A true sommelier is a manager, someone who knows how to buy, to select and to sell a selection of drinks and to offer his company a balance of positive results in the part of the business which falls under his responsibility. If we take into account that in an average restaurant, wine makes up at least twenty per cent of the client’s bill, we will realize that the wine cellar is one of the most important items, and deserves to have a consummate professional at the helm.
By the way, just for the hotshots and other wine pseudo-professionals: wines smell of spices, they do not smell of species.
Far removed from this approach, we can find various scenarios in a restaurant:
There is no sommelier and the waiters know nothing about wine. There’s a monkfish on display, with a bottle of rosé in its mouth. A deserved recipient of the ANPVC sticker.
To save on a salary the owner picks a hotshot barman and tells him to sell wine. In the best of cases he’ll send him off to do a cheap course on wines, which being cheap will be given by another hotshot who knows even less than he does.
The sommelier is a hotshot, one of those who wear the tastevin as if it were a mother’s day medal, hanging at the level of the sternum. At the slightest chance he’ll give you a lecture on the pairing of the polyphenolic compounds and the proteins from cod produced during the second high-tide of the month of November. Moreover, to boost his ego, he’ll go on about the wonderful wine list that he’s elaborated, fruit of his vast knowledge of wines acquired through browsing on Twitter. In these cases, it almost always happens that the sommelier is the owner of the restaurant.
By the way, for the hotshots and other wine pseudo–professionals: wine smells of spices not species. Species tend to be reptiles or protozoa, whereas spices are what one puts in the hare with rice. Got it?
The menu. I don’t know what the dark forces are that cause wine menus to be so awful in the hospitality business. In principle the concept would appear to be simple to achieve: a list of products in which at the very least would appear the name of the wine, the vintage, and the price. The wine list should be the best tool a restaurant has to sell wine. Is it so difficult to ask for an organized wine list without crossings out? That the vintages listed match those on the label?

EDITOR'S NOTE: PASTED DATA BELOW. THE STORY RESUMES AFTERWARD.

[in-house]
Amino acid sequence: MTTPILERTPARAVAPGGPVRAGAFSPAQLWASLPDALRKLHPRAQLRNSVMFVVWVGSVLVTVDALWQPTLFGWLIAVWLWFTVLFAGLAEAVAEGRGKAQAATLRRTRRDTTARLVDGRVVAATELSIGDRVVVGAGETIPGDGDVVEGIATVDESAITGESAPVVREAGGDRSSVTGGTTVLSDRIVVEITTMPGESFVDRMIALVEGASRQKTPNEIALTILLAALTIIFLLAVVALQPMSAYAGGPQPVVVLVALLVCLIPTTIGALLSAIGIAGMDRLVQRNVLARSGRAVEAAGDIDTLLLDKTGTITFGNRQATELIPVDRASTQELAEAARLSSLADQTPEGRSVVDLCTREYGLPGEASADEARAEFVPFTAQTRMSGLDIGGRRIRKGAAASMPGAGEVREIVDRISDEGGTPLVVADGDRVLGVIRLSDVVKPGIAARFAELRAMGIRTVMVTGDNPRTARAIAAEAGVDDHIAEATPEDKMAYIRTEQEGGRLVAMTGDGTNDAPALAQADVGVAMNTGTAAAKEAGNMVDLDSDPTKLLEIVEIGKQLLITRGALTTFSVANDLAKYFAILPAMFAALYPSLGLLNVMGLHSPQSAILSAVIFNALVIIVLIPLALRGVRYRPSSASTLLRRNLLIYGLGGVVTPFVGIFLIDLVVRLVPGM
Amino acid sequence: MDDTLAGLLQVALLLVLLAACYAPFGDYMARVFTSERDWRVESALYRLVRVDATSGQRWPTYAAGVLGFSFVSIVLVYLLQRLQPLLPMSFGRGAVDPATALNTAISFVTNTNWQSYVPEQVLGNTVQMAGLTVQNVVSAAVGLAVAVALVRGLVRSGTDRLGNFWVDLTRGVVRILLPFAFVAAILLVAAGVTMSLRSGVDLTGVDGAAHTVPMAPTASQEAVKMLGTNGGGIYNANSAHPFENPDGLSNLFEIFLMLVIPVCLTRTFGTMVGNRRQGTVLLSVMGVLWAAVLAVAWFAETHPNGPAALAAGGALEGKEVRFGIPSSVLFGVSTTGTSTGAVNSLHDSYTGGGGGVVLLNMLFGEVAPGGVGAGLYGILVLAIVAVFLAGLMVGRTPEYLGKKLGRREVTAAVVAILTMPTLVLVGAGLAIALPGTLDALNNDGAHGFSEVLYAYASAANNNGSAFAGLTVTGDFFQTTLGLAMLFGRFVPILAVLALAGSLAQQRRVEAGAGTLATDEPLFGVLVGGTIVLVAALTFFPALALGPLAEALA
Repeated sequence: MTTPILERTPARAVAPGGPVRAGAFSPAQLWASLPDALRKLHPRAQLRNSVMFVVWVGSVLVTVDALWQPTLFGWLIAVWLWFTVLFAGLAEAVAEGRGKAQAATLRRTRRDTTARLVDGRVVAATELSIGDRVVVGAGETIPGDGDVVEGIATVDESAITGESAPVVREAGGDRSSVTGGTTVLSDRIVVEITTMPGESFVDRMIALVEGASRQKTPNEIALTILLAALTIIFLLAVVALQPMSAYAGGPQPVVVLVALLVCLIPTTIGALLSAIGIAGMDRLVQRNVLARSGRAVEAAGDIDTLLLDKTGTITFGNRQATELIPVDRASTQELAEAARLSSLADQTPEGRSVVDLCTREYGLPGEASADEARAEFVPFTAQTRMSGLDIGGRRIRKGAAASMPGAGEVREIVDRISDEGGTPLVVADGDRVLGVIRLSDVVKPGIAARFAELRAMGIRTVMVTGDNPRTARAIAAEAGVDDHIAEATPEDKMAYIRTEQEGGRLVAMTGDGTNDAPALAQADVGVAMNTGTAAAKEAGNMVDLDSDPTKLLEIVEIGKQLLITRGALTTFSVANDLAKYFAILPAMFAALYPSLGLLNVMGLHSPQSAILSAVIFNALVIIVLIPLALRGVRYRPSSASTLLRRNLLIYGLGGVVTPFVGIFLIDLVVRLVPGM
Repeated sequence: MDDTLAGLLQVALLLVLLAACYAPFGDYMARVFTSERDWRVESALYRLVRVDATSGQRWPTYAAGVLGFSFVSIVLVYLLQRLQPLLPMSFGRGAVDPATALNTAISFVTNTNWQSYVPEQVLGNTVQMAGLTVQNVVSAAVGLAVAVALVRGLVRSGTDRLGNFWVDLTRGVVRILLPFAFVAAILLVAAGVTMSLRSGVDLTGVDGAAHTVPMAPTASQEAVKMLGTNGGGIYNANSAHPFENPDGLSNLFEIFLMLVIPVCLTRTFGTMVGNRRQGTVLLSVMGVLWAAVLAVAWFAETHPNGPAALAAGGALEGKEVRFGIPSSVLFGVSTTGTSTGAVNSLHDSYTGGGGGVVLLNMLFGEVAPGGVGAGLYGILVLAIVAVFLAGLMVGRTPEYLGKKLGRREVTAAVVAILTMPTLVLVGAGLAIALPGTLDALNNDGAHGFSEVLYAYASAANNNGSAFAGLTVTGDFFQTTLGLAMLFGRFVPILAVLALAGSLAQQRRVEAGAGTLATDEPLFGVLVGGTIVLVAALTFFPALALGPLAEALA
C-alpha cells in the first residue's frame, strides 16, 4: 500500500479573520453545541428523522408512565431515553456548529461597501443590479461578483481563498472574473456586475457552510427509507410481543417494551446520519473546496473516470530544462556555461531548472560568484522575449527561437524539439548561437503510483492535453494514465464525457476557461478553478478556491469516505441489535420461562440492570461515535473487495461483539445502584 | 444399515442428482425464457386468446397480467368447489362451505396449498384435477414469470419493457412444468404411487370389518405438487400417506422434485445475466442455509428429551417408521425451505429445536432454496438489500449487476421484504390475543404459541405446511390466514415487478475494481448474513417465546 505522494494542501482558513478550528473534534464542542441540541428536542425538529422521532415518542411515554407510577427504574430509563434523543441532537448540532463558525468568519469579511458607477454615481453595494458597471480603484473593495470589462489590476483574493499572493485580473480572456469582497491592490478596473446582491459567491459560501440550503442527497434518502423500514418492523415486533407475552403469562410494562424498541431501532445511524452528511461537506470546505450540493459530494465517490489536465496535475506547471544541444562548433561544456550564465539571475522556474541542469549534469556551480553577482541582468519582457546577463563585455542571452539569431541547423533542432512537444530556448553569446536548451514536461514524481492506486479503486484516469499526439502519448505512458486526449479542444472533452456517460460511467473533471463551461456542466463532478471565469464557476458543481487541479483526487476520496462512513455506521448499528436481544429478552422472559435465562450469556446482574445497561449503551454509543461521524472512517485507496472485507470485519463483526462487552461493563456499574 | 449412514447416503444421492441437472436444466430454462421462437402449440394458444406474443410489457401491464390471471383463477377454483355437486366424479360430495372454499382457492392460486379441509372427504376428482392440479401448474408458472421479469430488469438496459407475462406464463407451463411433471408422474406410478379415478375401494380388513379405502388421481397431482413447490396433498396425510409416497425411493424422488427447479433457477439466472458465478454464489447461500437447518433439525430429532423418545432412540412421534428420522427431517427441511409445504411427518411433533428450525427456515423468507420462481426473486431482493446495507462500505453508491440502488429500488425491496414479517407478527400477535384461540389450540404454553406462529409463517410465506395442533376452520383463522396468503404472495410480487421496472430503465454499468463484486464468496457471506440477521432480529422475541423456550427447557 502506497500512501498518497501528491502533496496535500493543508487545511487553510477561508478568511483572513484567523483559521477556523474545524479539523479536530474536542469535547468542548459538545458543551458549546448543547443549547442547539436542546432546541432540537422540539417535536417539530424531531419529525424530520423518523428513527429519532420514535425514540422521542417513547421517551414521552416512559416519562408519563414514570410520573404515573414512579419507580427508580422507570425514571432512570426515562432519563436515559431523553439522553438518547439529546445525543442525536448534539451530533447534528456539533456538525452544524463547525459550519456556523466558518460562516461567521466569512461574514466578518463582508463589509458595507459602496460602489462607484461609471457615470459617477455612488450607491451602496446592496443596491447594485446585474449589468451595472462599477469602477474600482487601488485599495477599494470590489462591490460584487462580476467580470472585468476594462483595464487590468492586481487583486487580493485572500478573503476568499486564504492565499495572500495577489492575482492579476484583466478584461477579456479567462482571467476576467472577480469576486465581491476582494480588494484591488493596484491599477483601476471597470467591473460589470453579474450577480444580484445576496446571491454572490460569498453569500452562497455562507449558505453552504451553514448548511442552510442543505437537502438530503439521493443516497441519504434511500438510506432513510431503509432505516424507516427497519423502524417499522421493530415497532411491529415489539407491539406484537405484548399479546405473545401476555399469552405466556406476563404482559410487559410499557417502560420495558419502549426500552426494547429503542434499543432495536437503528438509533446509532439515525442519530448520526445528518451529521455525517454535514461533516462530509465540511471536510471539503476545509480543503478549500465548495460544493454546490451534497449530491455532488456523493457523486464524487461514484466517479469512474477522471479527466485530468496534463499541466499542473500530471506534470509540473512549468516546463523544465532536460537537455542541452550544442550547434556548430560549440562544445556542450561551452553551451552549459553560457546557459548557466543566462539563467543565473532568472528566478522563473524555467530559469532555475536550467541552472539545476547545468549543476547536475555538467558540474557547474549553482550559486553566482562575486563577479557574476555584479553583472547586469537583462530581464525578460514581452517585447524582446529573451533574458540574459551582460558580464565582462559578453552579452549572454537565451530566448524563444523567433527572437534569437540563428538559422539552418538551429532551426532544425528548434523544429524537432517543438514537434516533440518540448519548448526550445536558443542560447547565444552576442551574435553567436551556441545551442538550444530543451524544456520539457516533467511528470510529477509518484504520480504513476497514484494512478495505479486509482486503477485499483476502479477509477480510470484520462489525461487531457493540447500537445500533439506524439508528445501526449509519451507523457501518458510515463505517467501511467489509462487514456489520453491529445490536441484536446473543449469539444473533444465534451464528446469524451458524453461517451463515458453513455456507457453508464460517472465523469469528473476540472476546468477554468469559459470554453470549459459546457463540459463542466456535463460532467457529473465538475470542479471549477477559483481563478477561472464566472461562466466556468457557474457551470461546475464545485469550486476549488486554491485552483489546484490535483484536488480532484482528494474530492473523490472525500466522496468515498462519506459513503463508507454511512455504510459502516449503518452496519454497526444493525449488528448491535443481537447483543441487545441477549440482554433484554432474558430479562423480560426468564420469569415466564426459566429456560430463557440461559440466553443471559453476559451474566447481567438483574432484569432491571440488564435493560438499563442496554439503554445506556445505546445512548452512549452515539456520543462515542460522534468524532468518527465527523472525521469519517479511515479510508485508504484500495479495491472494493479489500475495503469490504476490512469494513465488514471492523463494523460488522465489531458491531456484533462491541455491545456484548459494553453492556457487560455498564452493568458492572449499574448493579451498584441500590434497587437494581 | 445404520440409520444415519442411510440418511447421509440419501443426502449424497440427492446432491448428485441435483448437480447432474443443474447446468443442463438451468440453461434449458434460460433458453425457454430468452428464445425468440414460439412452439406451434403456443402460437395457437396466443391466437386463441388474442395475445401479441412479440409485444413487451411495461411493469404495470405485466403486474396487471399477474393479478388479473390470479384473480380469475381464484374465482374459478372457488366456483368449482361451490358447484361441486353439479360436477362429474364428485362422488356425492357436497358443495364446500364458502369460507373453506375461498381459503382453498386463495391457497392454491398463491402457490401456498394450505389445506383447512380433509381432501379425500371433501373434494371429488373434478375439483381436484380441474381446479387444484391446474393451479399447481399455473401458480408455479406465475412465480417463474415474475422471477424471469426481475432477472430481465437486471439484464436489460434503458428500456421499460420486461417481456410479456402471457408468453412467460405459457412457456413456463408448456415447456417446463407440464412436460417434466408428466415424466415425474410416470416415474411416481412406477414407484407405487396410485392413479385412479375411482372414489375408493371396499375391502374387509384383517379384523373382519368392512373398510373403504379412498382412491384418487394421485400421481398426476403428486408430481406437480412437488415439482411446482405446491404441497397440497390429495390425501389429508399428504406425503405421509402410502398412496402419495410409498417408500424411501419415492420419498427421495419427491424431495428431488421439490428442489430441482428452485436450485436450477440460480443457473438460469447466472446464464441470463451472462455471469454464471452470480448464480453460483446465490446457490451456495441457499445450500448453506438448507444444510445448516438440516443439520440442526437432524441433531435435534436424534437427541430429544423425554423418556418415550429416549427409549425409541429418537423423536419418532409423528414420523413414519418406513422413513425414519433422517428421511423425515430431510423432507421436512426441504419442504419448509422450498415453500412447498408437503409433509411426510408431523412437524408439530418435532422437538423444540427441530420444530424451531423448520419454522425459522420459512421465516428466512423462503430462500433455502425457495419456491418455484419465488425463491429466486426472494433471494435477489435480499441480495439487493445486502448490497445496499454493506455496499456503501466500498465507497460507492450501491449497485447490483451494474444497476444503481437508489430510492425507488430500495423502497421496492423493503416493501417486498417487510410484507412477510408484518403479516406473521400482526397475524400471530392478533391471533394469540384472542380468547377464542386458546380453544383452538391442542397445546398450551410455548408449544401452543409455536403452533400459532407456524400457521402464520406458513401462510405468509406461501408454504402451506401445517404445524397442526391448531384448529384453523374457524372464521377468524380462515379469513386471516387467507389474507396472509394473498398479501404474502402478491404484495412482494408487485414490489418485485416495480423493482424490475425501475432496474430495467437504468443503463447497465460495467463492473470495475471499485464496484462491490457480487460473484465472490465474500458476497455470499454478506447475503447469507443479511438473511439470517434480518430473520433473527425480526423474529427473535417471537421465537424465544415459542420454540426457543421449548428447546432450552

The price. There are still professionals in the hospitality business who don’t seem to realize that you can’t earn the same from the sea bream as from the bottle of wine, but the practice of multiplying the price of the bottle by three, four or even more still goes on in many restaurants These Uncle Scrooges of the hospitality business rub their hands thinking that the more expensive the wine, the more they can mark up the price. It should be the opposite. Expensive wines should be more accessible. This would lead to the establishments having improved wine cellars, with a good rotation of products. There are restaurants where you feel like a large bull waiting for the final death blow: Ladies and gentlemen, Clientelito has just sat down at the table, seventy five kilos, black with a white blaze, downwardly inclined horns, who the sommelier is going to feint with some nice Bordeaux and a chest pass of Ribera.
The glasses. I know that this is something that only wine crazies get worked up about, but if they are charging you for the bottle of wine as though it were the wine served at the wedding at Canaan, shouldn’t they at least give you a decent glass? I’ve seen wine glasses made of glass thicker than the windows of the Nautilus, probably bought from the local Poundsavers.
If by chance, for obligation or whatever other reason, you dear reader have to order wine in a place like this, remember to put our favourite sticker on the door: Don’t order wine here, run!